Some people want to play word games when we talk about the speed of the church. So, OK, let's talk words. We all know the world moves fast. By fast, I'm talking about velocity, or speed. Contemporary culture travels at the speed of thought, movement occasioned by digital technology. That doesn't mean hasty or impulsive or without thought. It simply means that today we measure time in faster increments than ever before. There's not more or less of it. But, people and information navigate through time and space at a velocity not dreamed of just a few decades earlier.
Few will argue that his church is notoriouly slow. Typical church structures, governance, documents, and systems are historically designed to mandate a deliberate consideration and application of Scripture and the tenets of faith. As a result, Christ's church is very often outpaced by the world that needs him. Slowness means that many churches are lagging behind the spiritual demands of a world on the move. What is more, the massive needs of local communities, into which Christ has commissioned his church, are often missed by God's people because they cannot respond to urgent or immediate circumstances. By the time many congregations, and associations and denominational structures as well, work throught their committee structures and leadership grid, the need has shifted. His church is tangled in webs of organizational mess that makes it slow.
Jesus was aware of timing issues during his earthly ministry. He was atuned to the Father's heavenly time table for the unfolding of his redemptive plan. On the one hand, he resisted efforts to fast-forward his elevation, either on a cross or a throne. When his opponents tried to kill him ahead of schedule, he left the crowds. Some of the people tried to make him king, another attempt to move the timing ahead of the Father's plan. He also told his followers to express urgency in their kingdom assignment, reminding them that the day was short, and night-time was coming when they could not work. Then, there was the immediacy of his touch on the people with great misery or need. You cannot read the Gospels, or the Epistles for that matter, without sensing the weight of timing on his work and teaching, how he expected his followers to exhibit intentionality and purpose in their mission.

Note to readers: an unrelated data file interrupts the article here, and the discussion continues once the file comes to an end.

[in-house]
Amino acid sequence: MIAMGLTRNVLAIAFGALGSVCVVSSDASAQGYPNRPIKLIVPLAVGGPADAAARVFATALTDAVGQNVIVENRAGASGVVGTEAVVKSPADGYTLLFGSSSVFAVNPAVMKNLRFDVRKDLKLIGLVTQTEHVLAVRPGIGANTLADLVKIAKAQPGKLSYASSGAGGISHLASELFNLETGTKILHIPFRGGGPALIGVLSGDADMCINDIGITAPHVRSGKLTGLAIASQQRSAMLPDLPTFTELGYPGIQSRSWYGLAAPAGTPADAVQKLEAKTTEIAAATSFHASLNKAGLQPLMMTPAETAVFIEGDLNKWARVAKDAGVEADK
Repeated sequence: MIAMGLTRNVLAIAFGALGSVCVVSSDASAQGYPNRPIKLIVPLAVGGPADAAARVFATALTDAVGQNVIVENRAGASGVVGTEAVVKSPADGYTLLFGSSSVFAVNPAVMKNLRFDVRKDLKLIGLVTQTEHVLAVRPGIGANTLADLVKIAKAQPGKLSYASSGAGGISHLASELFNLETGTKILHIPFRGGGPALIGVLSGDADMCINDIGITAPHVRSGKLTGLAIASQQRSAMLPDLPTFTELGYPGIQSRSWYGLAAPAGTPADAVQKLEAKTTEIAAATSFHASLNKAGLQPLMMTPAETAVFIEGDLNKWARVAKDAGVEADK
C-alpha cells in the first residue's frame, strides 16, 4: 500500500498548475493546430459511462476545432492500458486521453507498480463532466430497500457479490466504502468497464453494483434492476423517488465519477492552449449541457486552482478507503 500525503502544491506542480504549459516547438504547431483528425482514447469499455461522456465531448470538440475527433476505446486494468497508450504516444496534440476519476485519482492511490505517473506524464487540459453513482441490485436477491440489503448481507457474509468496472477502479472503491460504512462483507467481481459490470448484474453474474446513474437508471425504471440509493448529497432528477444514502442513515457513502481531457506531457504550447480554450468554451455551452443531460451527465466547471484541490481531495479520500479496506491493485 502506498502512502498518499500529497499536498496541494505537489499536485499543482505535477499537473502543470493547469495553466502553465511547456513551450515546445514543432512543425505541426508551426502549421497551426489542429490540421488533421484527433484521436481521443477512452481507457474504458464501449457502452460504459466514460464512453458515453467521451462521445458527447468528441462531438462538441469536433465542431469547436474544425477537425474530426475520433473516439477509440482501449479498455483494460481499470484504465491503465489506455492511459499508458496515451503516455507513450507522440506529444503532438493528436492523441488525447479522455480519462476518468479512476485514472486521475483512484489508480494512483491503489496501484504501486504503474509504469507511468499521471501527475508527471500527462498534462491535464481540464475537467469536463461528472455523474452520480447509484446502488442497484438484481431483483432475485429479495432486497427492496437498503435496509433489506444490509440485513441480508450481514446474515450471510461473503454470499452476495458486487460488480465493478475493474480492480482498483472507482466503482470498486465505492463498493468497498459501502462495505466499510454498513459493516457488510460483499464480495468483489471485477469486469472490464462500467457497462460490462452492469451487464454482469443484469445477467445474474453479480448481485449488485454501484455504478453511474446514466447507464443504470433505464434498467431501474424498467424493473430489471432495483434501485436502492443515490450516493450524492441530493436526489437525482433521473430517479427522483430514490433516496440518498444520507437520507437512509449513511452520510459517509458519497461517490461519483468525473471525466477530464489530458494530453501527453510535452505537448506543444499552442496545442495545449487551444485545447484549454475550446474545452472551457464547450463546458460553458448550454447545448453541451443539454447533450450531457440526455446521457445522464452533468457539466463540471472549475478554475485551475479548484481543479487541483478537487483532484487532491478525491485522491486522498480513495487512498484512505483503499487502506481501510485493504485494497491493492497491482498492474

What still amazes me in the Acts is how his disciplles repsonded to the needs of such demainding times. After his ascension they quickly chose another apostle to fulfill the number he had chosen. When mission and pastoral care were lacking they decided to appoint seven as servants to the people. They prayed about it, and got it done. When there was debate about bringing Gentiles into the church they called a meeting post haste, heard from Peter and James and settled the issue while the need was great. In a short span of time they took the message past Jerusalem to Judea, Samaria, and the uttermost part of the world. In all the instruction about the church and mission this same intensity, the deep belief that time was short impressed them, and they needed to minister accordingly.
The idea that speed is automatically wreckless is just a terrible assumption at a time when the church is so disconnected from an increasingly secular world. His church should be at the vangard of a spiritual movement that is urgently deliberate in fulfilling the commisison of Christ. We must reject the idea that slow is safe and more accommodating to making disciples. Slow is slow. And, these times demand fast, or at least faster.
How can we notch up the speed without sacrificing intentionality and purposeful mission?
(1) Be very clear and concise about mission. Making disciples of all nations isn't such a mysterious assignment. Even more to the point, much of the energy and resources of his church today are expended in busy-ness that is not central to the mission.
(2) Simplify governing documents and the church organizational chart. Once again, Scripture is very clear about how his church is to be structured and how mission is accomplished. Our response time these days is slowed by having to plod through layers of approval, allocation of resources, and pin- pointing mission strategy.
(3) Teach about trust in the organizational system of the church, what it means for God's people to work toward a common mission and prepare to connect with the world around the church in a meaningful and influential manner.
(4) Teach and practice the concepts of the Body of Christ and the principles of spiritual leaership. We all know that bureaucracy and conflicting layers of leadership are frustrating to people. Our joking about it is only funny because it's so true. When his church is functioning like a body, much of this frustration is eliminated.
(5) Join the twenty-first century. Many churches minister and serve as if they were still in the 1950's. They wrongly believe that preserving the wineskin makes the wine better. I grew up in the fifties and loved that period, happy days for sure. But, that was then, and this is now. The world around us is zooming and we're chugging along at the pace of another time.
Leonard Sweet's "Carpe Manana" is on my favorites list. I read it annually. In it, he traces paradigm shifts that mark this new world, post-1990. In the old world "vast" was the deal, big everything. Today, the operative word is "fast". It's a word his people better learn, like fast.
Or at least faster.